Sunday, July 29, 2012

The Colorado Shooting. Shouldn't US Have Stricter Gun Laws?

Many of you have read with horror about the Colorado shooting. A gunman entered the theatre and shot innocent popcorn-munching theatre film viewers of "The Dark Knight Rises" without provocation. Imagine the movie theatre at that few crazy minutes: the panic, the screams, the thunderous sound from the speakers, the blood. The shooter was dressed in the costume of The Joker who was the villain of the the earlier Dark Knight movie, which was acted by Heath Ledger and which fetched him a posthumous oscar. Soon, the shooting will be made into a film and we will forget all about it, having paid lip tribute, and all such. To summarise our diatribe, the US will remain a violent society because of the easy availability of guns.

Now what we are waffling towards is this: The Joker - as shown in the prequel (The Dark Knight) - commits violence for the sake of violence. He doesn't do it for money. In a scene he is shown burning all the millions of dollars that is offered to him and not feeling a thing about it. His agenda is different, which is: commit violence for the sake of violence. It has given birth to a new genre of villainy which has been copied by many subsequent films, and has inspired this youth to violence of a similar nature. His preoccupation is committing something unprecedented so that he can shock the world. Violence for the sake of violence, not for money or fame. He also happens to be a Ph. D. student. Which complicates the real-life plot even further. How can a student doing Ph.D. be so sick in the mind?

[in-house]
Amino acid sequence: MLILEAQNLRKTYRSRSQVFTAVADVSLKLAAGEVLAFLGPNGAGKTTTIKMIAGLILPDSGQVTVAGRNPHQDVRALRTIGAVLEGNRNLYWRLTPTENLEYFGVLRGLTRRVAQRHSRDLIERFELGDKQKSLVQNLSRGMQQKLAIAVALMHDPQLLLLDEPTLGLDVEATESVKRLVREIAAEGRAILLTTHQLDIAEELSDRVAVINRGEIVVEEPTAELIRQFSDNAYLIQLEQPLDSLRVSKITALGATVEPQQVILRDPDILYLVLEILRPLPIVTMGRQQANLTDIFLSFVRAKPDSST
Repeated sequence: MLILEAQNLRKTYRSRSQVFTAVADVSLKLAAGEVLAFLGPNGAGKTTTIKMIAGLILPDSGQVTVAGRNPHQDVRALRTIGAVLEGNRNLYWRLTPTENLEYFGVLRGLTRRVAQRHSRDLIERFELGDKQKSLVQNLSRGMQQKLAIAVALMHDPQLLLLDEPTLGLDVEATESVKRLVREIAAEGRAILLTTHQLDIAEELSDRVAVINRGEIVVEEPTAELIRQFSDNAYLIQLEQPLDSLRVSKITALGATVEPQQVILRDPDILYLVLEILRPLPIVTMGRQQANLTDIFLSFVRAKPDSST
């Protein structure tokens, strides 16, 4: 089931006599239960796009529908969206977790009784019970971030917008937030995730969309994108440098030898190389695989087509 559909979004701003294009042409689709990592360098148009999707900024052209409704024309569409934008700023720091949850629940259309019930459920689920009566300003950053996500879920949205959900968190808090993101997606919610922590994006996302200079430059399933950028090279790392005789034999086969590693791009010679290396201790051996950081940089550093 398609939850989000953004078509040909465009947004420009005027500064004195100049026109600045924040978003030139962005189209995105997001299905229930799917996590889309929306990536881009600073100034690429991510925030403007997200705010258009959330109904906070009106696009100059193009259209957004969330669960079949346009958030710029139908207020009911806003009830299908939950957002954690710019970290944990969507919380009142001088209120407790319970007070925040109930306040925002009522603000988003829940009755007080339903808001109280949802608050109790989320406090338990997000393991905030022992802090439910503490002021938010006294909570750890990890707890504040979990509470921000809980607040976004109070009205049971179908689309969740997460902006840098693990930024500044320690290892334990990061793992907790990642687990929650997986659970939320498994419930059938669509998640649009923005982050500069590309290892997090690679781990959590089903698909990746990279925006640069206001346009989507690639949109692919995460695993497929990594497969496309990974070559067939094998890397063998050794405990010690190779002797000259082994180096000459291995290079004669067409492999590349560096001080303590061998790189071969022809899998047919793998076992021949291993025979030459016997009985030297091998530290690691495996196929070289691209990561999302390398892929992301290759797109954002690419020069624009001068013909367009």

We have always maintained that violence in films engender and incite violence in real life. Well, this is the result. Most films are built on the theme of revenge, and revenge incites violent feelings. When you see violence on the screen it inspires you to violence towards unsuspecting humans: women, children, and popcorn-munching theatre audience. Much of India's violence against women and children originates with the gruesomeness of the violence of our movies.

Practitioners of cinema say violence is part of life, so they are showing life as it is. No. We don't agree. The sort of gratuitous violence and shooting shown in Sholay doesn't happen in real life. The violence shown in a recent film Rajneeti doesn't happen in real life. In fact, when their talents fails in the portrayal of real life they take the shortcut by resolving things with violence. We have not seen Gangs of Waseypur but we are told it is full of violence. See any movies: Hollywood, Bollywood, or, the Hong Kong kung-fu capers. They all have the background of gory violence splashed all over it.

That the shooter - one James Holmes (what an innocent name) - bought all his guns openly is another dreaded fact that US citizens have to live with. Why isn't there any gun control? Why isn't there a licence required for owning a gun? India has strict gun licencing. We don't mean to say India has less violence. However, for a minute, imagine what it would have been if guns were easily available off the shelf. Our cities would have turned to lawless Waseypurs and more.

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